Avoiding Common Mistakes That Have a Big Effect On a Mobile Home Park’s Cash Flow

Want access to MHCO content?

For complete access to forms, conference presentations, community updates and MHCO columns, log in to your account or register.

March 15, 2016
Joanne Stevens
Real Estate Broker


Over the years, in selling a lot of parks and reviewing a lot of profit and loss statements, there are several common mistakes owners make that are easy to correct.

Mistake #1: Rent increases

A lot of times owners act as if below market rent is the same as earning a merit badge. It isn’t. Having under market rent loses you money every month. If the property ever goes on the market, it will sell for less and maybe a lot less. Today a tenant isn’t going to move because the rent goes up to market. Most tenants know what the rents are at other mobile home parks (often having better market rent intel than the owner). They won’t be surprised when the rent goes up to market. If the owner is doing a good job of operating the mobile home park, higher rent won’t be cause to move. When doing a rent increase, include the rent survey for your market, showing the rent charged at other communities. Also, be sure to factor in the water, sewer and garbage, if included in the lot rent. The water and sewer are probably $30–$60 per month per house- hold, depending on the city, and the garbage is probably $9–$15 per month per occupied site. If you are paying for these, consider how you may pass these utilities through. Be sure to factor in an estimate of water, sewer and garbage for the owners that pay it or the tenants.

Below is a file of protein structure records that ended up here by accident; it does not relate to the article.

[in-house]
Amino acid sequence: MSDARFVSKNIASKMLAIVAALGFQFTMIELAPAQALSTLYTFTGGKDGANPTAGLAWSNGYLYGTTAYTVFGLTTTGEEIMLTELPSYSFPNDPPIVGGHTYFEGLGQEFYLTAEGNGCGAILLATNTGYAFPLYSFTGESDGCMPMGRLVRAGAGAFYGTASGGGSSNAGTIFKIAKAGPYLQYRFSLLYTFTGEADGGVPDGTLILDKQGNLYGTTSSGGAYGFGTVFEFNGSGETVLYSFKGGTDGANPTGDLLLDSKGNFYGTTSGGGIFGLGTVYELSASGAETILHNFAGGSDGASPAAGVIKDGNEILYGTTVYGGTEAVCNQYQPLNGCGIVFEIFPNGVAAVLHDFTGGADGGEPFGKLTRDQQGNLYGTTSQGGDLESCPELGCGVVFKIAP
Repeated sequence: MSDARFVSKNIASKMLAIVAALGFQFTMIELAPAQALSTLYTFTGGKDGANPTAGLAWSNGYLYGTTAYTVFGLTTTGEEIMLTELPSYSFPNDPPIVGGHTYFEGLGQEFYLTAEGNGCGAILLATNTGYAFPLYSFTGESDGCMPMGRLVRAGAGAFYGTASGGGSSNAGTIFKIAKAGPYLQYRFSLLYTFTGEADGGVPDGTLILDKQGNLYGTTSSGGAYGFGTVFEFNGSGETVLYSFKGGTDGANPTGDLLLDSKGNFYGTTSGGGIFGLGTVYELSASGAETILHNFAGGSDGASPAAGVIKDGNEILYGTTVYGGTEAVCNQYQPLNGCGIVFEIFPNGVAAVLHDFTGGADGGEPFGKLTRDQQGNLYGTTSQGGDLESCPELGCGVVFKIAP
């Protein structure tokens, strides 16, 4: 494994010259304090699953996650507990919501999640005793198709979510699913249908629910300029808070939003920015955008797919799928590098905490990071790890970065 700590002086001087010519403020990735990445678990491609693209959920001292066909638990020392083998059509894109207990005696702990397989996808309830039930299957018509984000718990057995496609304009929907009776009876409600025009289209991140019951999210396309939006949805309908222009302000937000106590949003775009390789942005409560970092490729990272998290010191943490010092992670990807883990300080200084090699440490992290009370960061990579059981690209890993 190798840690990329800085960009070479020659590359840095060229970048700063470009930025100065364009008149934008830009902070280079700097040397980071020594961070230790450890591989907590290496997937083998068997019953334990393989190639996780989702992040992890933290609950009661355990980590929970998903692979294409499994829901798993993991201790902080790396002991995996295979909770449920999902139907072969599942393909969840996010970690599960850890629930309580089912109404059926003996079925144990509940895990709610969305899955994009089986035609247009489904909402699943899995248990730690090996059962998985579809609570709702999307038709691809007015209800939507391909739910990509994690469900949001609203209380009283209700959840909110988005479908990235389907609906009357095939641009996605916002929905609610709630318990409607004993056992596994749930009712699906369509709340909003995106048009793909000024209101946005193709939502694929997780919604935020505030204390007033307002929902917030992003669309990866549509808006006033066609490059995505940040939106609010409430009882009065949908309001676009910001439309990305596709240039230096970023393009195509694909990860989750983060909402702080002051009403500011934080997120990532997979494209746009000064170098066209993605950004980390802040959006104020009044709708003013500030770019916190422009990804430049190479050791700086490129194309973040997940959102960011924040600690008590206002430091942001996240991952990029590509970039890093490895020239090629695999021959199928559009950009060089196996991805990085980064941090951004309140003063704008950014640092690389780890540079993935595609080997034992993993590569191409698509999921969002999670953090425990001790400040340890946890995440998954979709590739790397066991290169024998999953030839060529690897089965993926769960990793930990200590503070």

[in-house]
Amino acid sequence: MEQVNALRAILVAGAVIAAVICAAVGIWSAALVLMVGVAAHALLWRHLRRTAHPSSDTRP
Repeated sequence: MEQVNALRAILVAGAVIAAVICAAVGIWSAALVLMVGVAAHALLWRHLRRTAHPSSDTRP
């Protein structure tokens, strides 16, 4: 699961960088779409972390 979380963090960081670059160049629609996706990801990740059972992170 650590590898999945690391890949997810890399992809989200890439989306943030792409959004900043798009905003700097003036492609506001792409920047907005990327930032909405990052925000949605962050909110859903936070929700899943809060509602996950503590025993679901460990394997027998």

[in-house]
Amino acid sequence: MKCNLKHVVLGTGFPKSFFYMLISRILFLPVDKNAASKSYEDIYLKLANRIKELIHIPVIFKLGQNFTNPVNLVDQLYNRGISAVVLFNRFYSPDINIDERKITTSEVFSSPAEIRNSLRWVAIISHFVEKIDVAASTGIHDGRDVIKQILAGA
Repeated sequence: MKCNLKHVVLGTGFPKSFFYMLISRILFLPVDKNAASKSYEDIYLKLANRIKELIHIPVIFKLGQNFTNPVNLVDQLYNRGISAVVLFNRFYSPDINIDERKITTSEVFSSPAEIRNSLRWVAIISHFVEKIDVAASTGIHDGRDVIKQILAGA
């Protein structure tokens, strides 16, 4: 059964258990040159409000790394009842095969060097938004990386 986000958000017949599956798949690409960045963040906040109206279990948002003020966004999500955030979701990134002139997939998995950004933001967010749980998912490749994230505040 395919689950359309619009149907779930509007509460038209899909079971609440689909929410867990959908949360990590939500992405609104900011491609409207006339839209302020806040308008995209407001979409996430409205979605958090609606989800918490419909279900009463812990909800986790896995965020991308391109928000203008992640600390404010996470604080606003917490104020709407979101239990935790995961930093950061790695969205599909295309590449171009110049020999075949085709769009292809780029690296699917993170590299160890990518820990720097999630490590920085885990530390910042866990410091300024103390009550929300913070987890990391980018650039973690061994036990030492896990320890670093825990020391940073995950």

Mistake #2: Rent Survey

What should the rent be? Not that many owners do annual rent surveys. If you have a manager, that should be their job. If there are owners of multiple mobile home parks in your market, look to their rents as a benchmark of the real rent. After all, these companies have to report earnings to shareholders or investors. They can’t succeed by charging above market rents.

Mistake #3: Holding On Too Long

When you have a park owned home that isn’t selling, it’s time to let go, and get it sold or rented. Anyone that has been in this industry for a while and sells homes knows what it feels like to have an unsold mobile home that sits month after month with no offers. You market it, keep utilities on, pay insurance and cleaning, the staff shows it countless times and nothing. It’s time to cut the price (ouch!) or do whatever needs to be done to sell the home. Each month that passes is another month of rent you’ll never recover.

The same thing is true for mobile home park ownership. Sometimes the mobile home park property looks great on paper. After you actually own it, you find it’s not your cup of tea. Maybe it’s too far away from your office, the demand for homes isn’t good, or a major employer shuts down, to name a few reasons why investors sell a mobile home park. In Warren Buffet’s 2014 Letter To Investors, he freely writes about big mistakes he made early on with Berkshire Hathaway; mistakes that might have been deadly for the company. In fact, the Berkshire company (a textile company) which became the Berkshire of Berkshire Hathaway, closed 18 years after Mr. Buffet acquired it, and he writes, “During all of those 18 years, we struggled unremittingly, all to no avail. But stubbornness —stupidity—has its limits....I finally threw in the towel and closed the operation.” Mr. Buffet goes on to say that he knew the Berkshire company acquisition “... was a mistake. Having committed much of (the company’s) resources...I quickly compounded the error by continuing to invest in a business that eventually became the most costly of my career.” If the Sage of Omaha can admit to millions of followers that he blundered, then perhaps business owners and investors should take a page out of Mr. Buffet’s playbook and cut the cord when something isn’t working, be it a park owned home OR a park.